Graduation Year

2010

Document Type

Dissertation

Degree

Ph.D.

Degree Granting Department

Instructional Technology

Major Professor

James A. White, Ph.D.

Keywords

Technology affordances, Learning, Pedagogy, Interactive, Images

Abstract

Few studies address the question of the technology-based instructional methods of visual patterns, so the overarching purpose of this study was to investigate the effects of three treatments on pattern recognition. Specifically, with a pretest-posttest control group experimental study, the effectiveness of three instructional strategies, a flicker treatment, a no-flicker treatment, and a comparison treatment, (groups respectively analyzing sequential displays of two similar images with and without a blank screen in between and simultaneous displays of two images), was compared based on recognition (memory) and classification (transfer) test scores. The group differences in learning effectiveness and efficiency were also measured by study duration, the number of incorrect responses and the number of trials. Pretest scores were taken as a covariate to equate the groups' prior knowledge.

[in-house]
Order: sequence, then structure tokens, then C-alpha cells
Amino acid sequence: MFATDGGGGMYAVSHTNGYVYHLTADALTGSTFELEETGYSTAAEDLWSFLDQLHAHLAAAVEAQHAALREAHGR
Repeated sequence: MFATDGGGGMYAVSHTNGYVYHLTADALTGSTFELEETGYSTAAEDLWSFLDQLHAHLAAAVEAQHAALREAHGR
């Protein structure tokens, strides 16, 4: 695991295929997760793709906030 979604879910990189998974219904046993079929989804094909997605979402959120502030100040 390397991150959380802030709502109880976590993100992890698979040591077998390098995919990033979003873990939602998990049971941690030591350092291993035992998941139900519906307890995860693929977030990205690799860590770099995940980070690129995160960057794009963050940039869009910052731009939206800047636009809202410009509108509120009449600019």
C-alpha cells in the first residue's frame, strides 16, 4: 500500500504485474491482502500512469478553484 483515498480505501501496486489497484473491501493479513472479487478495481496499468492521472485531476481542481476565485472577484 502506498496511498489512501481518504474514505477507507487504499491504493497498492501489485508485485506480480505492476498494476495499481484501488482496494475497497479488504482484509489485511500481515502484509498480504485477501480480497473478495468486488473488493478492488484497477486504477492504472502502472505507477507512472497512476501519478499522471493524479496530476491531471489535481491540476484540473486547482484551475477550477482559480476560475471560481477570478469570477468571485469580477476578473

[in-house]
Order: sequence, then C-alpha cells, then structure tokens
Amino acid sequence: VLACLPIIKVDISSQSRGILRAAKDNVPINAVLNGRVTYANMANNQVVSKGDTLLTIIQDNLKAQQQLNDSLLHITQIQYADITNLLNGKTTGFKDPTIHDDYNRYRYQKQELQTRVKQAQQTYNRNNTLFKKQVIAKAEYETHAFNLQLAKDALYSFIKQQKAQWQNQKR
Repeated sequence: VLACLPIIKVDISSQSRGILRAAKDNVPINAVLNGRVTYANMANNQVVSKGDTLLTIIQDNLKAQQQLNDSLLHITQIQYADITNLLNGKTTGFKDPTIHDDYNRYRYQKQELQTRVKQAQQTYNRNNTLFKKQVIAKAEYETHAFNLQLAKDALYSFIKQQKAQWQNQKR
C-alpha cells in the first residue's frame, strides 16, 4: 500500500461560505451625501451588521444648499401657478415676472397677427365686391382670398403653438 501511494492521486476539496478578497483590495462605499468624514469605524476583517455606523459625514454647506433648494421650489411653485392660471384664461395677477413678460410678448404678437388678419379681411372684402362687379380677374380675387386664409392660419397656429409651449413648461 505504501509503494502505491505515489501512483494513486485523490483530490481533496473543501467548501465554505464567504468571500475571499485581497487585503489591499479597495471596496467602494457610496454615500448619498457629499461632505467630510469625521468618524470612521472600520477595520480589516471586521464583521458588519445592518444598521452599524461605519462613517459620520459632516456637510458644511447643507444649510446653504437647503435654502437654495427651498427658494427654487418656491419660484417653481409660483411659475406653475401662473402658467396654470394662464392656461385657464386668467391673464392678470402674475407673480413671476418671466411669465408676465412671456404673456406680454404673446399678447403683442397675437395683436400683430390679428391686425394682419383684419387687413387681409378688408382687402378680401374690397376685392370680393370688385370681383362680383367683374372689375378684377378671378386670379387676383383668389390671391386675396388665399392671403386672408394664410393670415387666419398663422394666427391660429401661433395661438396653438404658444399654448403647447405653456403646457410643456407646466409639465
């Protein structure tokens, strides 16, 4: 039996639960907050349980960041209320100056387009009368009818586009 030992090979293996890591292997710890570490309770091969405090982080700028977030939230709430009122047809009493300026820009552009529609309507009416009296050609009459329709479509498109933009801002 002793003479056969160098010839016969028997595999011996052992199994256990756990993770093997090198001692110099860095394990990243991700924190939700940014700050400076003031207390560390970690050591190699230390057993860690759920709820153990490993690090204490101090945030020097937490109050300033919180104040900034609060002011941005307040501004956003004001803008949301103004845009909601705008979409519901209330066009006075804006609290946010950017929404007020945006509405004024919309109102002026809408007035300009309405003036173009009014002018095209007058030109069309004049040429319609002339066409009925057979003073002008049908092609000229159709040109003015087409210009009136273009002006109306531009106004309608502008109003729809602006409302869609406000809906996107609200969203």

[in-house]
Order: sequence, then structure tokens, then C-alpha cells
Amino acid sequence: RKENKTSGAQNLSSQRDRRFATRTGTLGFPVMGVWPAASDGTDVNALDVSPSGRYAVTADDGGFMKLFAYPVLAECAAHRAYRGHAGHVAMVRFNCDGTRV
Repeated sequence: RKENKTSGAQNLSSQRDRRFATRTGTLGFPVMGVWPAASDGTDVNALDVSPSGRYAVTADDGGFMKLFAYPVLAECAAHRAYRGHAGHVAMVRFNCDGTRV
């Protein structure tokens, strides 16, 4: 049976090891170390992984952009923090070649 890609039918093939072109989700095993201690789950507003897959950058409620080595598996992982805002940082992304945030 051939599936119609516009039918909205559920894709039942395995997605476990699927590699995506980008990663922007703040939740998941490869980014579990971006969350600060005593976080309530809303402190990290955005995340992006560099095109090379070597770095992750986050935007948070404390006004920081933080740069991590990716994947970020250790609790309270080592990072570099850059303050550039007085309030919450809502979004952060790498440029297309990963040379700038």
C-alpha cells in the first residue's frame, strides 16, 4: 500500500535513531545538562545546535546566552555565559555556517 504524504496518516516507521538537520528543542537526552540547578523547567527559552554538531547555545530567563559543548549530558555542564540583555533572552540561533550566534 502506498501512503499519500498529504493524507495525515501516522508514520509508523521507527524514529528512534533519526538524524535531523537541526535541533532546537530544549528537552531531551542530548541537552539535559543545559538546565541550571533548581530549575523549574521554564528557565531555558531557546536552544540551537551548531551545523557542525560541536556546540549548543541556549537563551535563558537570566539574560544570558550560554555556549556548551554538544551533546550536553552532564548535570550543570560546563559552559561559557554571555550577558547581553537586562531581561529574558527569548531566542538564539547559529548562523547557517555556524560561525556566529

College students (n=228) recruited from the liberal arts, science, and engineering programs in a Southeast university of the United States were randomly assigned to one of the three treatments. Their immediate learning was assessed with validated tests of recognition and classification, and their study time and response accuracy was tracked. All of the three groups learned and gained approximately an 80% accuracy rate in both posttests. An overall statistically significant difference was identified among the groups. In the classification test, both the flicker and comparison groups performed significantly better than the no-flicker group with small effect sizes. However, there were no significant differences among the groups in the recognition test. Moreover, the three groups demonstrated statistically significant differences in duration, number of incorrect responses, and number of trials. The study results are consistent with generative learning and related theories and evidence. Outcome measures inform practitioners of potential effective methods and a validated instructional system while effect sizes indicate relatively small advantages at relatively high cost.

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